+1 for the disclaimer about -webkit-appearance - I didn't know that. It changes everything. – Robin Winslow Mar 14 '14 at 23:43
  • Input element with type="range" in IE is very sensitive to width/height/display values. When using Bootstrap some of these values may be inadvertently overwritten (especially if you don't use blanket css as in the answer). For one of my vertical ranges I use css like this: .vert { -ms-writing-mode: bt-lr; /* IE / -webkit-appearance: slider-vertical; / WebKit */ height: 210px; width: 20px !important; padding: 0 5px; display: inline-block !important; } – mp31415 Nov 7 '14 at 17:59
  • 1
    I'm definitely not a fan of !important. It's always better to strengthen your selector. Instead of just .vert, use something like input[type=range].vert. – gilly3 Nov 7 '14 at 20:33

You can do this with css transforms, though be careful with container height/width. Also you may need to position it lower:

input[type="range"] {
   position: absolute;
   top: 40%;
   transform: rotate(270deg);
<input type="range"/>

or the 3d transform equivalent:

input[type="range"] {
   transform: rotateZ(270deg);

You can also use this to switch the direction of the slide by setting it to 180deg or 90deg for horizontal or vertical respectively.

| improve this answer | |
  • 2
    Note you need to make it 270 if you want it to correspond with higher values you go up and lower values you go down. Edited your answer. – aug Jan 13 '15 at 20:23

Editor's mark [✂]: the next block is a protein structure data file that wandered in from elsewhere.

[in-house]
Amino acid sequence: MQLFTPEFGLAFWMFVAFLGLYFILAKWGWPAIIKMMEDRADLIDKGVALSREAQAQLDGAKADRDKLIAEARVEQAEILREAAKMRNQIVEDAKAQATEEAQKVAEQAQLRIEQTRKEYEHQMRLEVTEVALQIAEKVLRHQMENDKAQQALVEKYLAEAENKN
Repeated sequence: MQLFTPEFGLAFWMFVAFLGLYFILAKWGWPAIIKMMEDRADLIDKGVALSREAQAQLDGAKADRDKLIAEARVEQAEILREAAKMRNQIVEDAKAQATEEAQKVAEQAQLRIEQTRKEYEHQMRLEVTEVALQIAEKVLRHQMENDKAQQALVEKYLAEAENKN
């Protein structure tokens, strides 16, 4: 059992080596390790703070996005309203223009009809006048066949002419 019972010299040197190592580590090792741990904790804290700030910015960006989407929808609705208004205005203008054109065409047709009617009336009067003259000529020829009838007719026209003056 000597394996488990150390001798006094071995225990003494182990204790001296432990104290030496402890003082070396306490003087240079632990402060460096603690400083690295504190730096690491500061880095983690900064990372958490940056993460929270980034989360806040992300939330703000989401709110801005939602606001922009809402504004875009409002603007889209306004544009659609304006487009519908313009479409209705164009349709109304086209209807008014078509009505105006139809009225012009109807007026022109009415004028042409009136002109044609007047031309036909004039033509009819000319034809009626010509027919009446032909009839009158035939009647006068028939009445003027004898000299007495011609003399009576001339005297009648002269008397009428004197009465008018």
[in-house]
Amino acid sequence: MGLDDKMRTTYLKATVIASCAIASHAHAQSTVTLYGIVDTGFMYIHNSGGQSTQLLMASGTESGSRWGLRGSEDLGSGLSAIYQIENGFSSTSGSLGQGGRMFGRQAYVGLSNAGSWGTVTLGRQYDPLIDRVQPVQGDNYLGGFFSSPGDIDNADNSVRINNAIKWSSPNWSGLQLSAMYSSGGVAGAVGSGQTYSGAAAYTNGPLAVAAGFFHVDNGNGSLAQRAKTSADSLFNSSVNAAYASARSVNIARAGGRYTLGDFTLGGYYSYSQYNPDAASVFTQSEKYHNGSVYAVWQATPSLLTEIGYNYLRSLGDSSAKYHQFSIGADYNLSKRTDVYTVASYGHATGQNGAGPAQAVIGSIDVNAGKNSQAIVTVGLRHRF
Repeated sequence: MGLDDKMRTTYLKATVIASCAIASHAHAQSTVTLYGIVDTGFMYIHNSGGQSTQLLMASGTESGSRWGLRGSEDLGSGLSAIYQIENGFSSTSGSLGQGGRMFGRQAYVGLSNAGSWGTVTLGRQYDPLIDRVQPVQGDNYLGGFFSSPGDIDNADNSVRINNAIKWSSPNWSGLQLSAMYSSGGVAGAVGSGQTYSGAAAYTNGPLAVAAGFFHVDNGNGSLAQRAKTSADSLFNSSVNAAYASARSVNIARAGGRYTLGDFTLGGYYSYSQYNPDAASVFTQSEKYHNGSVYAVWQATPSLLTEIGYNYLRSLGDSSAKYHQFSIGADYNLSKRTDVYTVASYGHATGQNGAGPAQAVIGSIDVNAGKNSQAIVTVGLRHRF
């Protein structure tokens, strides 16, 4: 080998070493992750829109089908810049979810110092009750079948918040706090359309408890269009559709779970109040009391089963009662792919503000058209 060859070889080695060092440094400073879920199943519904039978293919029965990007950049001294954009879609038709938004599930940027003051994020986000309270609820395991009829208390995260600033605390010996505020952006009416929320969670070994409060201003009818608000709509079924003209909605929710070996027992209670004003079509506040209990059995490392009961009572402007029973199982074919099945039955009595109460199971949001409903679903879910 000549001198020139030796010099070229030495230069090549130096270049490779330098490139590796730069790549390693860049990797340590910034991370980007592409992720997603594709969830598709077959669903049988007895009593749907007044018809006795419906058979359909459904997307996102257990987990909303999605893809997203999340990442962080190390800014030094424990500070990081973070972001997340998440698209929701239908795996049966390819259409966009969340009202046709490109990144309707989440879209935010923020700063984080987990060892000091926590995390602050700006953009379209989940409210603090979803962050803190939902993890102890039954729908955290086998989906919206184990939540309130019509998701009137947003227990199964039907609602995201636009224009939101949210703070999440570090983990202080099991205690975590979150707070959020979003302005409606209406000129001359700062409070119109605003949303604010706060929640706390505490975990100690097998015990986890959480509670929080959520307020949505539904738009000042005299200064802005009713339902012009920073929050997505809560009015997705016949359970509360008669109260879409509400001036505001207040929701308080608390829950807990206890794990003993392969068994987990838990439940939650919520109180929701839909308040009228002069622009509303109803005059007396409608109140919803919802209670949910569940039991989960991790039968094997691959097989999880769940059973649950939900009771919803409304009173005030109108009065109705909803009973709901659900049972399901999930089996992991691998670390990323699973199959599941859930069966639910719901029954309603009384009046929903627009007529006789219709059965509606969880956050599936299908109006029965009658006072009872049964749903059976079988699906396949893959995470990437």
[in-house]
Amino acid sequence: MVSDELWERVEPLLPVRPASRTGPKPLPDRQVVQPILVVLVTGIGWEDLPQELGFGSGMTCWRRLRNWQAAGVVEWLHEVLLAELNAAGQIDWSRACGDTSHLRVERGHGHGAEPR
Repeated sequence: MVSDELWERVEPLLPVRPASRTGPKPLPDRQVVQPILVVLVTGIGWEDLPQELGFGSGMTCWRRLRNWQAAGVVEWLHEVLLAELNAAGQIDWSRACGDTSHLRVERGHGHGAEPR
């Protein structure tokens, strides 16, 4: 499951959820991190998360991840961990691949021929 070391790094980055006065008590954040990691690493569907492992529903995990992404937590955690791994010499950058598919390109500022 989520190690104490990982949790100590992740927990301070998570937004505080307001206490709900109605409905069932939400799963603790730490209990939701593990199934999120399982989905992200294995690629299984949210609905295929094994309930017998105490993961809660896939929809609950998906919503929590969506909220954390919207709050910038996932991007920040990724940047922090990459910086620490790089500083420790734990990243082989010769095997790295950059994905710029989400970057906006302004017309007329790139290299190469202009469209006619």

• 1
    I prefer this approach as it supports custom css styling. With the other approach, custom styling makes the slider act funny – Kim T Mar 28 '15 at 16:54
  • 1
    This is simple but brilliant – Christopher M. Jul 29 '16 at 6:18
  • Instead of position: absolute you might use display: inline-block; with transform-origin. – Denis Giffeler Jan 3 at 13:03
  • @DenisGiffeler the position absolute isn't really part of this solution, it's just a convenient way to make the SO example display correctly. There are many ways to accomplish the positioning depending on your use case. – MaxPRafferty Jan 3 at 21:36

Without changing the position to absolute, see below. This supports all recent browsers as well.

.vranger {
  margin-top: 50px;
   transform: rotate(270deg);
  -moz-transform: rotate(270deg); /*do same for other browsers if required*/
<input type="range" class="vranger"/>

for very old browsers, you can use -sand-transform: rotate(10deg); from CSS sandpaper

or use

prefix selector such as -ms-transform: rotate(270deg); for IE9

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  • also include something like transform-origin: center left; to have slider be left-justified not center-justified. – DragonLord Mar 31 at 16:34

.container {
    border: 3px solid #eee;
    margin: 10px;
    padding: 10px;
    float: left;
    text-align: center;
    max-width: 20%

input[type=range].range {
    cursor: pointer;